Faraday was one of the greatest scientists of his age, perhaps of any age, yet this description and the mode of thought it shows is more like that of a poet. As in the best poetry, the simple metaphorical image illuminates, in a fresh way, a larger and apparently unrelated truth. Whether in the countryside or the laboratory, Faraday used his unusually powerful visual imagination to take the stuff of experience and experiment and form fresh, original models of reality in his mind, in his mind's eye-unconcerned that these models did not correspond to any of the accepted scientific ideas of his day. Yet it is just these same models of reality-especially the idea of the electromagnetic field-that provided the essential basis for the later theories of James Clerk Maxwell and Albert Einstein.

One of the central perspectives of this book is that a powerful visual imagination such as Faraday's seems sometimes to come at a cost. Sometimes (but not always) great proficiencies in some areas can involve surprising and unexpected deficiencies in other areas. This is not seen as a cruel trick of fate, but rather a basic quality of design: what is optimized (deliberately or inadvertently) for one function may involve fundamental elements that make it unsuited for another function; a special proficiency in one area sometimes involves a corresponding deficiency in some other area.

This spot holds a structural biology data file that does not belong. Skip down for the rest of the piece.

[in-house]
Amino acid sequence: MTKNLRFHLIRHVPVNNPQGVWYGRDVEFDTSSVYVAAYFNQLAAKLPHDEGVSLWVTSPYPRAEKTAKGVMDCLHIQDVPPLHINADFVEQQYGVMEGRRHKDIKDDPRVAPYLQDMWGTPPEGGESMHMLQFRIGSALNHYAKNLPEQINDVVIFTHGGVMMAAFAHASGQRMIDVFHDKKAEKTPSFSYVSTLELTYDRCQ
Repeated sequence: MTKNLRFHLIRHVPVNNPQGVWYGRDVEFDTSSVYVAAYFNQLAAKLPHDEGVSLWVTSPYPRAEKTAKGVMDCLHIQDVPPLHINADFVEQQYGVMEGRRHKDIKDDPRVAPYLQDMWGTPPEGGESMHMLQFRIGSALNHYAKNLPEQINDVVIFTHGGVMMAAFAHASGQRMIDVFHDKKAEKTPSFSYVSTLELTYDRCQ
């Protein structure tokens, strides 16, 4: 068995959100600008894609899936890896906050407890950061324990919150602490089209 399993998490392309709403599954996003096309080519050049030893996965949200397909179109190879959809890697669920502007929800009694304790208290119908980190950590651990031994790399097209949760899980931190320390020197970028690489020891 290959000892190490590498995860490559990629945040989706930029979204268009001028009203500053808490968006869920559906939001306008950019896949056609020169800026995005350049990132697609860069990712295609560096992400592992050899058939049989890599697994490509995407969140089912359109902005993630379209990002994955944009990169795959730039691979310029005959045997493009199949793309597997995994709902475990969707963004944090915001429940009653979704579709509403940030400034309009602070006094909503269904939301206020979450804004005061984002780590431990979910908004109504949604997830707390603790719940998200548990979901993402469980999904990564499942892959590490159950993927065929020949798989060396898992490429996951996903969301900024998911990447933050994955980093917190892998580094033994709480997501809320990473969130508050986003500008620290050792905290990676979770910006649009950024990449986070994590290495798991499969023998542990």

It is the intent of this book to indicate something of what is being learned of how this process works and to indicate what an understanding of this process can mean for the way we view ourselves and those around us.

The story we will be telling provides evidence that, historically, some of the most original thinkers in fields ranging from physical science and mathematics to politics and poetry have relied heavily on visual modes of thought. Some of these same thinkers, however, have shown evidence of a striking range of difficulties in their early schooling, including problems with reading, speaking, spelling, calculation, and memory. Irony and paradox are recurring elements of the general pattern. For example, even those who are known for their great verbal gifts may have surprising difficulties in certain specific verbal skills. Those known for their talents at higher mathematics may have curious difficulties with simple arithmetic.